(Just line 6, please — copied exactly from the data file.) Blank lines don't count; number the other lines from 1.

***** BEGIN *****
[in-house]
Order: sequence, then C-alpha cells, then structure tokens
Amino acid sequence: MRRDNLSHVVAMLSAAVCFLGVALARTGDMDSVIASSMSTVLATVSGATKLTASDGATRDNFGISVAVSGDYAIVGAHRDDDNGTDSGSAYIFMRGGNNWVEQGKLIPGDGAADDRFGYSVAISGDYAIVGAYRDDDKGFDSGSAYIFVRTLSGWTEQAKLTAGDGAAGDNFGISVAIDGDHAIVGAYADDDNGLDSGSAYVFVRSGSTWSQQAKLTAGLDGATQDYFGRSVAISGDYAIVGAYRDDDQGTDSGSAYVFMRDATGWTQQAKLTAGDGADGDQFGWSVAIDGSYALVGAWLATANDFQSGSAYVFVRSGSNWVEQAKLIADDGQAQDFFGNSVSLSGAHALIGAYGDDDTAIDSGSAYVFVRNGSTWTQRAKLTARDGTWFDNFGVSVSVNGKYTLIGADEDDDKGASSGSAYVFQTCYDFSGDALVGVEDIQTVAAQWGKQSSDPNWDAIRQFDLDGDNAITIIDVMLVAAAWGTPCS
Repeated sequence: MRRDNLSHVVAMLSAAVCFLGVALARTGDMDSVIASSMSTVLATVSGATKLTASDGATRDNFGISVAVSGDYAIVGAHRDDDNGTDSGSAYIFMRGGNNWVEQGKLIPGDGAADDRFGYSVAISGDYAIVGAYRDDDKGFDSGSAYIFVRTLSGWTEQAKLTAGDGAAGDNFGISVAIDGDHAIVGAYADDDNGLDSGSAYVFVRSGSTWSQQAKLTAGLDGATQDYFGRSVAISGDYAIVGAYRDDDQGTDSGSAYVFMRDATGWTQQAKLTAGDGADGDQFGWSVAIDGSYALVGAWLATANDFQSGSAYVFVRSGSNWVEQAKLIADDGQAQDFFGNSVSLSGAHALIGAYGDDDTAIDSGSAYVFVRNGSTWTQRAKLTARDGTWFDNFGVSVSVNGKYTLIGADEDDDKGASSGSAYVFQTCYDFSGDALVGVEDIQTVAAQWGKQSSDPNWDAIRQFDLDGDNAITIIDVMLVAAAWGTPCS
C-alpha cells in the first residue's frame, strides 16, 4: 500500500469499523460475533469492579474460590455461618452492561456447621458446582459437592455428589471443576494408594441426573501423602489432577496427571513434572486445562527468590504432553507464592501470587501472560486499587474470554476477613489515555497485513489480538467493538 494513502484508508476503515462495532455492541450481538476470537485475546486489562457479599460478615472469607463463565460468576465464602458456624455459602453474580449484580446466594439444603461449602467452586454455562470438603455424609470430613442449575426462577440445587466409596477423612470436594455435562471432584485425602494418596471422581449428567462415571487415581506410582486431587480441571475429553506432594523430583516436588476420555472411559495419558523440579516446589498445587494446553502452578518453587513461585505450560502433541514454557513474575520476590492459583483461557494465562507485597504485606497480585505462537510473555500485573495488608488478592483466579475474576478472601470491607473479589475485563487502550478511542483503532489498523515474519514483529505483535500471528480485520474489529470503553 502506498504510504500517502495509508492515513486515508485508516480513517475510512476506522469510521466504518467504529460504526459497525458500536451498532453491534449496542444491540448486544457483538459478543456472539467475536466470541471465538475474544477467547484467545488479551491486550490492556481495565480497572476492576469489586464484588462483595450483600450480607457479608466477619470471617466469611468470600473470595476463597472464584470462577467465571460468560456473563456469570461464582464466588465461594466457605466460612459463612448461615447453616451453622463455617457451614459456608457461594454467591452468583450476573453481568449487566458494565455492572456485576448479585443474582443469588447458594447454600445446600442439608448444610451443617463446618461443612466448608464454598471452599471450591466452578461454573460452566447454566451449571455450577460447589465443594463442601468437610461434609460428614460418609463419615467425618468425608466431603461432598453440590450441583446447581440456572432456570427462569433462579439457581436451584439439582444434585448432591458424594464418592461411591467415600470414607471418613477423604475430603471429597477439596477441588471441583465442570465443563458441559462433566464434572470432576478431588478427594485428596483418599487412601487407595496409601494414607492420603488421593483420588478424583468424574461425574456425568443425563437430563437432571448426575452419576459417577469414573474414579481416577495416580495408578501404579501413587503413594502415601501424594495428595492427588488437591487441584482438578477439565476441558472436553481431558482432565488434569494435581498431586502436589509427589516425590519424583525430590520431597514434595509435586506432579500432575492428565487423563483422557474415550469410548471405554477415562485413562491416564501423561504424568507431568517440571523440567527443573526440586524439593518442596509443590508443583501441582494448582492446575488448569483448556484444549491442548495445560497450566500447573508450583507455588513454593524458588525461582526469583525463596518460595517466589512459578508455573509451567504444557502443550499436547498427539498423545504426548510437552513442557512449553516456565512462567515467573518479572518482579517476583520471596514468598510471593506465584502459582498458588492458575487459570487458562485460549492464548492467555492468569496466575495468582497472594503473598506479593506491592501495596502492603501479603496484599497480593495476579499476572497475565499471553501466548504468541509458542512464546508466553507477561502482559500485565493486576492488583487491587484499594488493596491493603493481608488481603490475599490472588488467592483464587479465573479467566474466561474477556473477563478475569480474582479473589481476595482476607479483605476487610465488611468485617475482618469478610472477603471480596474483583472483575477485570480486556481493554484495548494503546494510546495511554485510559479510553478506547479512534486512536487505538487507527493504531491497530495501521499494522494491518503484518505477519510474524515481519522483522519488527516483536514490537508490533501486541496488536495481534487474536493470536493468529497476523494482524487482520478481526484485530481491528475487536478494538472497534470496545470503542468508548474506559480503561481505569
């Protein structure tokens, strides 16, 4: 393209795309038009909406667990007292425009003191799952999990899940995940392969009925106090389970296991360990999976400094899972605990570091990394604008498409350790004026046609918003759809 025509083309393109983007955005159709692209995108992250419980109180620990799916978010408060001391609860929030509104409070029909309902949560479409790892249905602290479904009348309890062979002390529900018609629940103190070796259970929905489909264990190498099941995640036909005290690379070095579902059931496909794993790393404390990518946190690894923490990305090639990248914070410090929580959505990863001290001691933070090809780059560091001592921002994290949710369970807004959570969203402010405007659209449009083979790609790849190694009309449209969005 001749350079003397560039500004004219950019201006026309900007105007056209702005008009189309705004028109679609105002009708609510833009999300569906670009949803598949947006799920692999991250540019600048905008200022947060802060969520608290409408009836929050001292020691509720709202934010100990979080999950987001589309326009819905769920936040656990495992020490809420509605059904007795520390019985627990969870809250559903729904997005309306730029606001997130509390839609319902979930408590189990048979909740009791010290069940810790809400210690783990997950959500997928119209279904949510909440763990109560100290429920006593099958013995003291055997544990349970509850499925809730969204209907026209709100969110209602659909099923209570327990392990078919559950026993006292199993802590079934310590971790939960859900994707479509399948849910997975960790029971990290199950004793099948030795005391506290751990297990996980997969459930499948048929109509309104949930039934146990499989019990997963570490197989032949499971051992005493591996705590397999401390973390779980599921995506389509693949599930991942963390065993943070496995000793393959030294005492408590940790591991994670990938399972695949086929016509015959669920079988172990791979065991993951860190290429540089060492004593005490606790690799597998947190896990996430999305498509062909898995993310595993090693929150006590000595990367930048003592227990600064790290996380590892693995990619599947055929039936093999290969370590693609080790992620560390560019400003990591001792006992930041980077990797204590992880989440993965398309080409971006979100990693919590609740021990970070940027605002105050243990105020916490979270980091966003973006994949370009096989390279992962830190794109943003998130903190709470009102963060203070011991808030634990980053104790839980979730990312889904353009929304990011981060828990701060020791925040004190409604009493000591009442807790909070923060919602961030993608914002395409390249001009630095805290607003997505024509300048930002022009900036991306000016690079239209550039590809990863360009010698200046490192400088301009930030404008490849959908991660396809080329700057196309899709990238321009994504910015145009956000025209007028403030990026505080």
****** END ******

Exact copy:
């Protein structure tokens, strides 16, 4: 393209795309038009909406667990007292425009003191799952999990899940995940392969009925106090389970296991360990999976400094899972605990570091990394604008498409350790004026046609918003759809 025509083309393109983007955005159709692209995108992250419980109180620990799916978010408060001391609860929030509104409070029909309902949560479409790892249905602290479904009348309890062979002390529900018609629940103190070796259970929905489909264990190498099941995640036909005290690379070095579902059931496909794993790393404390990518946190690894923490990305090639990248914070410090929580959505990863001290001691933070090809780059560091001592921002994290949710369970807004959570969203402010405007659209449009083979790609790849190694009309449209969005 001749350079003397560039500004004219950019201006026309900007105007056209702005008009189309705004028109679609105002009708609510833009999300569906670009949803598949947006799920692999991250540019600048905008200022947060802060969520608290409408009836929050001292020691509720709202934010100990979080999950987001589309326009819905769920936040656990495992020490809420509605059904007795520390019985627990969870809250559903729904997005309306730029606001997130509390839609319902979930408590189990048979909740009791010290069940810790809400210690783990997950959500997928119209279904949510909440763990109560100290429920006593099958013995003291055997544990349970509850499925809730969204209907026209709100969110209602659909099923209570327990392990078919559950026993006292199993802590079934310590971790939960859900994707479509399948849910997975960790029971990290199950004793099948030795005391506290751990297990996980997969459930499948048929109509309104949930039934146990499989019990997963570490197989032949499971051992005493591996705590397999401390973390779980599921995506389509693949599930991942963390065993943070496995000793393959030294005492408590940790591991994670990938399972695949086929016509015959669920079988172990791979065991993951860190290429540089060492004593005490606790690799597998947190896990996430999305498509062909898995993310595993090693929150006590000595990367930048003592227990600064790290996380590892693995990619599947055929039936093999290969370590693609080790992620560390560019400003990591001792006992930041980077990797204590992880989440993965398309080409971006979100990693919590609740021990970070940027605002105050243990105020916490979270980091966003973006994949370009096989390279992962830190794109943003998130903190709470009102963060203070011991808030634990980053104790839980979730990312889904353009929304990011981060828990701060020791925040004190409604009493000591009442807790909070923060919602961030993608914002395409390249001009630095805290607003997505024509300048930002022009900036991306000016690079239209550039590809990863360009010698200046490192400088301009930030404008490849959908991660396809080329700057196309899709990238321009994504910015145009956000025209007028403030990026505080």